A new poll finds that voters believe the agency requires wide-ranging reform
A substantial majority of voters are concerned about FBI interference in a future presidential election, with a similar number saying the agency needs wide-ranging reform.
According to a new poll by Harvard CAPS-Harris, 70% of respondents said that they were either very or somewhat concerned about interference by the FBI and other intelligence agencies in elections. Further, 71% agreed that changes post-2016 had not done enough to prevent further interference and that “wide-ranging” reform was still required.
These results arrive on the heels of the Durham Report, which found that the FBI’s justification for launching the Trump-Russia probe, known as “Russiagate”, in 2016 was “seriously flawed”. John Durham, who led the investigation, wrote that the FBI relied on “raw, unanalyzed and uncorroborated intelligence” when it applied for electronic surveillance search warrants against Trump campaign aides, and chased a politically explosive inquiry that was based on flimsy suspicions about the then Republican candidate.
In the same poll, a similarly large majority of respondents (69%) were “not surprised” that the FBI violated its own standards in initiating the Trump probe. And while a larger proportion of Republicans and independents than Democrats said they were not surprised (79% and 75% respectively), a majority of blue voters (55%) also agreed with the statement. However, there was a partisan debate over whether voters believe that Trump colluded with Russia to win the presidency: only 19% of GOP voters agreed with this statement versus 70% of Democratic voters.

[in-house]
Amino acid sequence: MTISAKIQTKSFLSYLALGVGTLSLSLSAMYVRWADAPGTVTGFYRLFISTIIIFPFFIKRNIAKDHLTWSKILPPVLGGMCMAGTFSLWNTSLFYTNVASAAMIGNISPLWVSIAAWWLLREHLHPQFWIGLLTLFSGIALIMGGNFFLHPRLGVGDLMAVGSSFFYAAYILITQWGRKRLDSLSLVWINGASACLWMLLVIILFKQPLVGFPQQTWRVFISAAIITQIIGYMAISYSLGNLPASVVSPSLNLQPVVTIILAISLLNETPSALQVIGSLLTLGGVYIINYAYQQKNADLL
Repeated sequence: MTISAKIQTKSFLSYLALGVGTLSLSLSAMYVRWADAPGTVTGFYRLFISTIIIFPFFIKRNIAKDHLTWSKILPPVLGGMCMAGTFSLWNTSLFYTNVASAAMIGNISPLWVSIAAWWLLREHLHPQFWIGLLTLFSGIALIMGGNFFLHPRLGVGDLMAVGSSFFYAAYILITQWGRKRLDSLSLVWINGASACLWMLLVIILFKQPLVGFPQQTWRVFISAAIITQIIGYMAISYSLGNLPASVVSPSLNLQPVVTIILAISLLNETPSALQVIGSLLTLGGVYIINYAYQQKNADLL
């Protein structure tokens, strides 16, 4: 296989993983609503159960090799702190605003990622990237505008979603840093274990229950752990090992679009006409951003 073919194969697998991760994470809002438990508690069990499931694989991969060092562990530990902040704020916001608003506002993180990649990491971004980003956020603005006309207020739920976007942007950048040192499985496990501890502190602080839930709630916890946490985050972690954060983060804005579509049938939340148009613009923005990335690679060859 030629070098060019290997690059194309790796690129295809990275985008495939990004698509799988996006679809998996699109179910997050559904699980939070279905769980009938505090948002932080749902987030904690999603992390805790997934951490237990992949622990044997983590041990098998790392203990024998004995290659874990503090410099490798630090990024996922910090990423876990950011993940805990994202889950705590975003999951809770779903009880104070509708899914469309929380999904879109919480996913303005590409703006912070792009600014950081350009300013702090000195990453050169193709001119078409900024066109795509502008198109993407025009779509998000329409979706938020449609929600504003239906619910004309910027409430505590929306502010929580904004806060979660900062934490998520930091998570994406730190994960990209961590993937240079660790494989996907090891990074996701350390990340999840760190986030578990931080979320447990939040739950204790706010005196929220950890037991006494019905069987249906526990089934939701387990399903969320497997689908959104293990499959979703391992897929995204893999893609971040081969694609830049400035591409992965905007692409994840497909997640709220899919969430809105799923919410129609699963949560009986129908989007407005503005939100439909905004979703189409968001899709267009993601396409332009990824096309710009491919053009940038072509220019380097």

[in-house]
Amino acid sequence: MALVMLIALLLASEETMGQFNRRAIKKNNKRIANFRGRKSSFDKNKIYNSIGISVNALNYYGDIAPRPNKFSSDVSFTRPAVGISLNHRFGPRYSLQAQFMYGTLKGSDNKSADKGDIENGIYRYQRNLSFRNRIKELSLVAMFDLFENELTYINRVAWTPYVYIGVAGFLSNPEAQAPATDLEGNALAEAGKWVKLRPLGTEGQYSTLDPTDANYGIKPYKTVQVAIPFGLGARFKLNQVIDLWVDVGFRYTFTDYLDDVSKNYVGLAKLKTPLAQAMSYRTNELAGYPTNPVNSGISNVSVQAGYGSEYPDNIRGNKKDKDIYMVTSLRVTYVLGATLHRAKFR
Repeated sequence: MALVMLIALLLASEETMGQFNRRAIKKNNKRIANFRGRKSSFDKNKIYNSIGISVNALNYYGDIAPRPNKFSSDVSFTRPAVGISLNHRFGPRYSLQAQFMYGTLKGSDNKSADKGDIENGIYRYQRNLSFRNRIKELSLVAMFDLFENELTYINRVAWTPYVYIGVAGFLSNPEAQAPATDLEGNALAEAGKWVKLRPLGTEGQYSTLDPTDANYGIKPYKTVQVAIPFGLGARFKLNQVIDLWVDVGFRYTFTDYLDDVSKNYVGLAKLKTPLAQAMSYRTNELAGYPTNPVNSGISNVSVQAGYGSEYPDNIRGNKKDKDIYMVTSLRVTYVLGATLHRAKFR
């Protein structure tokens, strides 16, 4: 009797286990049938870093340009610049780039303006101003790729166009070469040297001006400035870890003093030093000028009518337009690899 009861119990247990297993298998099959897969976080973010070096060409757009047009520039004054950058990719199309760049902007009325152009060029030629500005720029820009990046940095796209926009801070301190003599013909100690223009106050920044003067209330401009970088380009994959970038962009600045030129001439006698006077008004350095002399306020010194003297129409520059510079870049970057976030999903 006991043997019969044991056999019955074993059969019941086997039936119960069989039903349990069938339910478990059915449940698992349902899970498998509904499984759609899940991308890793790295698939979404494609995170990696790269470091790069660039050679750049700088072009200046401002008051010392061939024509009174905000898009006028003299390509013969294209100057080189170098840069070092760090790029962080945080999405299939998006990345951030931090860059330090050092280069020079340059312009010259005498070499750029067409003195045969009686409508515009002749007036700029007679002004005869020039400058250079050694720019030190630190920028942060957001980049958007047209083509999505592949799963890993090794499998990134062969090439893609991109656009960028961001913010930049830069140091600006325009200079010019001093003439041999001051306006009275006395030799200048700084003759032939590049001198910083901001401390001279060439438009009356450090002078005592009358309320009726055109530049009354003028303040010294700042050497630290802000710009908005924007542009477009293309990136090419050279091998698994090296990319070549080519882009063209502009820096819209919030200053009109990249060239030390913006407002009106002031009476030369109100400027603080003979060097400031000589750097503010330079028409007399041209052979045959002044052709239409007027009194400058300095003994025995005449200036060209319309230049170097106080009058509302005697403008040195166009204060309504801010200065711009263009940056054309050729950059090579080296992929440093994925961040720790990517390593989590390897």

This year the Republican Party intensified its attacks on the agency. Since taking the House in the midterm elections, Republicans have created a committee reviewing the “weaponization of the Federal Government”, which has been told to investigate “the expansive role” of the executive branch to “collect information on or otherwise investigate citizens of the United States, including ongoing criminal investigations”. Last week, former FBI officials provided succour to GOP criticisms after they accused the bureau of politicisation having lost their clearance — allegedly due to their views on Jan 6.
The FBI also came under further scrutiny after a heavily redacted court order was released on Friday. Based on a secret court order issued last year by the Foreign Intelligence Surveillance Court, which oversees the US Government’s spy powers, FBI officials repeatedly violated their own standards when searching for information relating to the events of 6th January and the George Floyd protests in 2020. Patrick Toomey, deputy director of the ACLU’s National Security Project, responded to the report by saying that “these unlawful searches undermine our core constitutional rights and threaten the bedrock of our democracy. It’s clear the FBI can’t be left to police itself”.